the famous philanthropist and community officer of Vitebsk. "You must have
been here over Shabbos," he said warmly, shaking Reb Leib’s hand.
Leib felt a wave of confusion sweep over him. Shabbos? He remembered spending
Shabbos in Lubavitch. What was Yudke talking about? Reb Yudke continued beaming
at the Rebbe’s attendant and suddenly noticed an envelope sticking out of his
jacket. "Aha!" he said excitedly, plucking the envelope out of Reb
Leib’s jacket. "This must be for us, though I can’t understand how the
Rebbe answered so quickly."
Leib continued standing stupidly on the outside steps as Reb Yudke read the
letter carefully, memorizing every word the Rebbe wrote. "It’s truly
remarkable that the Rebbe responded so quickly," said Reb Yudke. "It
was an urgent situation." He placed the envelope back into Reb Leib’s
jacket pocket, wished him a good week, and returned inside his home.
his part, Reb Leib sensed it was time to return to Lubavitch. He turned and
began walking out of Vitebsk. He felt dizzy and sick. The road swayed under his
feet, the trees and houses rushed by in a blur. It was if he stood suspended
between heaven an earth. He soon found himself again in Lubavitch, in the
courtyard of the Tzemach Tzedek, and the Rebbe was standing there waiting for
him. The Rebbe took the letter from Reb Leib’s pocket and sent the attendant
to rest up in his room.
do you understand?" the Rebbe Maharash said to his nephew, Reb Mordechai.
"When we visited Reb Leib, he was recuperating from his journey. He has no
idea where exactly he spent the night, and can make no sense of being in Vitebsk
was another occasion in which the Tzemach Tzedek used this method of
miraculously shortening the road.
– small village that it was – did not have a drugstore. If there was a need
for medication, the prescription would be sent to the closest city, Dubrovno,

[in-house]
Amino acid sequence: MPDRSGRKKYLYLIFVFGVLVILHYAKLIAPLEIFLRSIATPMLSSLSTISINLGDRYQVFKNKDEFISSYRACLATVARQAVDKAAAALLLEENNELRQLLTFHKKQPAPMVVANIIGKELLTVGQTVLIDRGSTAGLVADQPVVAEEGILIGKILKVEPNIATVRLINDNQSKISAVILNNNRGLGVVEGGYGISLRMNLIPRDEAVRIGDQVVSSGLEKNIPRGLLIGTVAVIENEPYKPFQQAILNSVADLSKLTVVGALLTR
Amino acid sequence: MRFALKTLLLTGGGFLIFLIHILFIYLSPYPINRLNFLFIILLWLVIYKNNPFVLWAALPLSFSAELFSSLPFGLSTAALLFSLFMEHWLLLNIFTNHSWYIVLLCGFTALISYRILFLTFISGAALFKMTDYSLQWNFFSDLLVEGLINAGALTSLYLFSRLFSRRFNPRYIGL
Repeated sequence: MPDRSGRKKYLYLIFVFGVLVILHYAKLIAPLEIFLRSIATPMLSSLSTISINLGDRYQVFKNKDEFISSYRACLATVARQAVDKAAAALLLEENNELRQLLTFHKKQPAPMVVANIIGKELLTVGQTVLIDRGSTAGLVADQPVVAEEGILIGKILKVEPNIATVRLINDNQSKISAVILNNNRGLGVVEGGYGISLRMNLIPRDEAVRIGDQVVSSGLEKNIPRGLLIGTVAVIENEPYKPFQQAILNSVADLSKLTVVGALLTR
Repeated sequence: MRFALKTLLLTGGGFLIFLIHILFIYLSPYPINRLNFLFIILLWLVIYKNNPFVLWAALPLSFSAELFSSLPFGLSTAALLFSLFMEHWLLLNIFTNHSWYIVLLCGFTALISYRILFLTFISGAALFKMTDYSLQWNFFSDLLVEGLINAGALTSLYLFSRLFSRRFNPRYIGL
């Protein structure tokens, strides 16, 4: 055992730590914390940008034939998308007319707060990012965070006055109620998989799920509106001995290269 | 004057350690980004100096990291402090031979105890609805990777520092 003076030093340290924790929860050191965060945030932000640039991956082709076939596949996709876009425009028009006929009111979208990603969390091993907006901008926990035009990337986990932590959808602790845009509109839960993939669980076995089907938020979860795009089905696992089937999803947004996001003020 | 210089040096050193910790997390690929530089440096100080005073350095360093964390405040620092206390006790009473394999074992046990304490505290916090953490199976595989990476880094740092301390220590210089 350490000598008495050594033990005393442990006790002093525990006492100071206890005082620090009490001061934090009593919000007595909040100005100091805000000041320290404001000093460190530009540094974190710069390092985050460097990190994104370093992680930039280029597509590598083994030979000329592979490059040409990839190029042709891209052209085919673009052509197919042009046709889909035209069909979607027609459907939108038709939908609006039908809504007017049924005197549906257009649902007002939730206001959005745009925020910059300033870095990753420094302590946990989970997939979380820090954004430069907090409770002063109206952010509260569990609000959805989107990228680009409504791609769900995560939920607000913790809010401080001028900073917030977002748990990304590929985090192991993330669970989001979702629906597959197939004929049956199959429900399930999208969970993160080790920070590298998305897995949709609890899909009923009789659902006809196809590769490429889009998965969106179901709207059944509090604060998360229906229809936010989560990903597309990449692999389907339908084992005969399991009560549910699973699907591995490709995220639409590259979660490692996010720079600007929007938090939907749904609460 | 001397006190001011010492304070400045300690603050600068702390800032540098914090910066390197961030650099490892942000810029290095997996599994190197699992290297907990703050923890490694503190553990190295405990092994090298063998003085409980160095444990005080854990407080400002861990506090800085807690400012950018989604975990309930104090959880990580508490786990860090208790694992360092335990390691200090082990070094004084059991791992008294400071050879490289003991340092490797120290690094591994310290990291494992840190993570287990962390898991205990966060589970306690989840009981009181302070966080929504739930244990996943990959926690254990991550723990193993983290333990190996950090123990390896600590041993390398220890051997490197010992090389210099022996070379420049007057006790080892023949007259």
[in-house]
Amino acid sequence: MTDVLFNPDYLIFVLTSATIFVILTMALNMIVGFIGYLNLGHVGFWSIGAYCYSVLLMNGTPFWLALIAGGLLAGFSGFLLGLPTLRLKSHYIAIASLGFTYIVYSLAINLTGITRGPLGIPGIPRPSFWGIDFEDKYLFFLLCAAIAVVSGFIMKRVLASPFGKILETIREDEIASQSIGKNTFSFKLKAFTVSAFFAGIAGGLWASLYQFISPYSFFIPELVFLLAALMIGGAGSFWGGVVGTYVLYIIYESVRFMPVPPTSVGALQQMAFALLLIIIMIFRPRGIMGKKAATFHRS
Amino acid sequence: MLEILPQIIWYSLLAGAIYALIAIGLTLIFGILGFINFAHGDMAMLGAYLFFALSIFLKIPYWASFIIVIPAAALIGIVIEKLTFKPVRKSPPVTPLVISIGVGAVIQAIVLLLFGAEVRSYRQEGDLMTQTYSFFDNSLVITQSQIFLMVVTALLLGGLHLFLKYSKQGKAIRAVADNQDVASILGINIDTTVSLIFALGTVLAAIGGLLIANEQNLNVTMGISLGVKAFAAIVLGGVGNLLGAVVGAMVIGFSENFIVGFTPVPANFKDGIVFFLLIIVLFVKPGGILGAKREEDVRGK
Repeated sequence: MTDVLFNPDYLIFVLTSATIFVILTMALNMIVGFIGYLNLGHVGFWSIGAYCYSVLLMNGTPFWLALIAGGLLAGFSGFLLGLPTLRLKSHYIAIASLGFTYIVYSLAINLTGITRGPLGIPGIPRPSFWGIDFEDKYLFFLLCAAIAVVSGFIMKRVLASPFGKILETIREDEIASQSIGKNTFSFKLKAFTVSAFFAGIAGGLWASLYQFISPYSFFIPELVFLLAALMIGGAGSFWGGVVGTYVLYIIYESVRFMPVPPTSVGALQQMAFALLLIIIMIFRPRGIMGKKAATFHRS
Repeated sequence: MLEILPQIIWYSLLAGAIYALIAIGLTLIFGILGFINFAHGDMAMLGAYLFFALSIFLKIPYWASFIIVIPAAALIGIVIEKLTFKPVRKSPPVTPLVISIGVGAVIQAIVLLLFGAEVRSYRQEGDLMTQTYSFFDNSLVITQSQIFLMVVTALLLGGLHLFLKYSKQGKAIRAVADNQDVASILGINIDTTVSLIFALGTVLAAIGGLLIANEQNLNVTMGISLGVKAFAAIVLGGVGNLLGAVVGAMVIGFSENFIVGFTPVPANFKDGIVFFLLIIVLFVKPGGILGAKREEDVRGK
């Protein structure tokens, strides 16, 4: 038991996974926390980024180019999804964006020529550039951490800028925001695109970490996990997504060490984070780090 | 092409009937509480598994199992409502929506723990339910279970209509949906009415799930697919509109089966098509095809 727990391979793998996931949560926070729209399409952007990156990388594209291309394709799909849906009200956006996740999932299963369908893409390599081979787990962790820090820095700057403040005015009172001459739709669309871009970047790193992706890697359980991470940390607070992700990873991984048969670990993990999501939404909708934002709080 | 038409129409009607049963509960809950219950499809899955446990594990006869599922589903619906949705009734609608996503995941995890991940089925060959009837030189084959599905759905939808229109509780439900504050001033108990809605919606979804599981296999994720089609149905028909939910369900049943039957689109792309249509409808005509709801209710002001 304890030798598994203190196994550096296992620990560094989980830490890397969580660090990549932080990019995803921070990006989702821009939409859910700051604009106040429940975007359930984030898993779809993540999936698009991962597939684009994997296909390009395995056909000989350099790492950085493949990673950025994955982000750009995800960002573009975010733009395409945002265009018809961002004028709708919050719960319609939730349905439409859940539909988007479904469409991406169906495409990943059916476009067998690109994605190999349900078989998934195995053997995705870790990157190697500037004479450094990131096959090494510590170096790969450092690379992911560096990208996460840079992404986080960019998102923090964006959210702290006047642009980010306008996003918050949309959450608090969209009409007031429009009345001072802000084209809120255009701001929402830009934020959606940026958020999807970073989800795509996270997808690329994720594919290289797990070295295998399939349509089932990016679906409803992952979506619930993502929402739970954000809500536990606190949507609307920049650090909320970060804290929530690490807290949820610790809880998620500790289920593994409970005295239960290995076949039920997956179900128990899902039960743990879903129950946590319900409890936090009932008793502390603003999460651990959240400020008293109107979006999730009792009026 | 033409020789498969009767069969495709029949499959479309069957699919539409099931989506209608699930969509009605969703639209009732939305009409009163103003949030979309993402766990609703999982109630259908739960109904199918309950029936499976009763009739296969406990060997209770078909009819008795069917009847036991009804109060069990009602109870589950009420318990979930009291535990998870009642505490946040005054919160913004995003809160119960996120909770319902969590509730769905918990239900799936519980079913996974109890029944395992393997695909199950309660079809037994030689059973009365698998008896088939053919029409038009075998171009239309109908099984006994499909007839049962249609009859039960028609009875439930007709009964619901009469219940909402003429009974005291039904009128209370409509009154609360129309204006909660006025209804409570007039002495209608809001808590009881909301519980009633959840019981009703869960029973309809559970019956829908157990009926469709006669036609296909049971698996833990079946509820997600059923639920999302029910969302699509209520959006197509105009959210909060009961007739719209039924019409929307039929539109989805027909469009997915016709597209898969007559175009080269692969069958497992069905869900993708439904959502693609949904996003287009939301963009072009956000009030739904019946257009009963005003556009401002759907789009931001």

and the medicine brought back to Lubavitch.
once so happened that a member of the Rebbe’s family became gravely ill and
urgently needed a certain medication. The Tzemach Tzedek immediately summoned
his gentile wagon driver and ushered the driver into his study. "Open my
money chest," instructed the Tzemach Tzedek. "Take the first coin you
wagon driver opened the box and pulled out a coin worth five rubles. "Take
the money and go to the drugstore," said the Rebbe. "Come back as soon
as they fill the prescription; don’t accept any change."
driver scratched his head in confusion. Though it was barely midday now, night
would fall around five in the afternoon, and a good steed could not make it to
Dubrovno in less than seven, eight hours. It would be well into nighttime when
he arrived – what was the point of rushing back in the dark?
driver harnessed the horses and set out for Dubrovno. Barely had he left
Lubavitch when a feeling of heavy exhaustion enveloped him. He struggled,
unsuccessfully, before falling asleep at the reins. No one knew what exactly the
horses did, but when the wagon driver awoke he found his carriage rattling into
Dubrovno. He directed the horses to the drug store, had the prescription filled
and – without even waiting for the change – turned back for Lubavitch,
precisely as the Rebbe had requested.
again the driver felt his eyelids droop just as the horses left the city limits.
A wiser person, this time he resolved not to resist the temptation to sleep. A
calm, relaxed feeling spread through his body. He felt the reins slip out off
his hands and he drifted off to sleep.
sudden bump jolted the driver out of his deep sleep. They were back in
Lubavitch, and the horses were headed for the courtyard of the Tzemach Tzedek.
Here and there, Chassidim were making their way to shul to daven
Mincha. The horses turned into the Rebbe’s yard, the driver jumped off the
wagon, straightened his clothes and clutched the medicine. He had fulfilled his
L’sheima Oizen, pp. 59-60; Likkutei Sippurim, Rashag, p. 101.)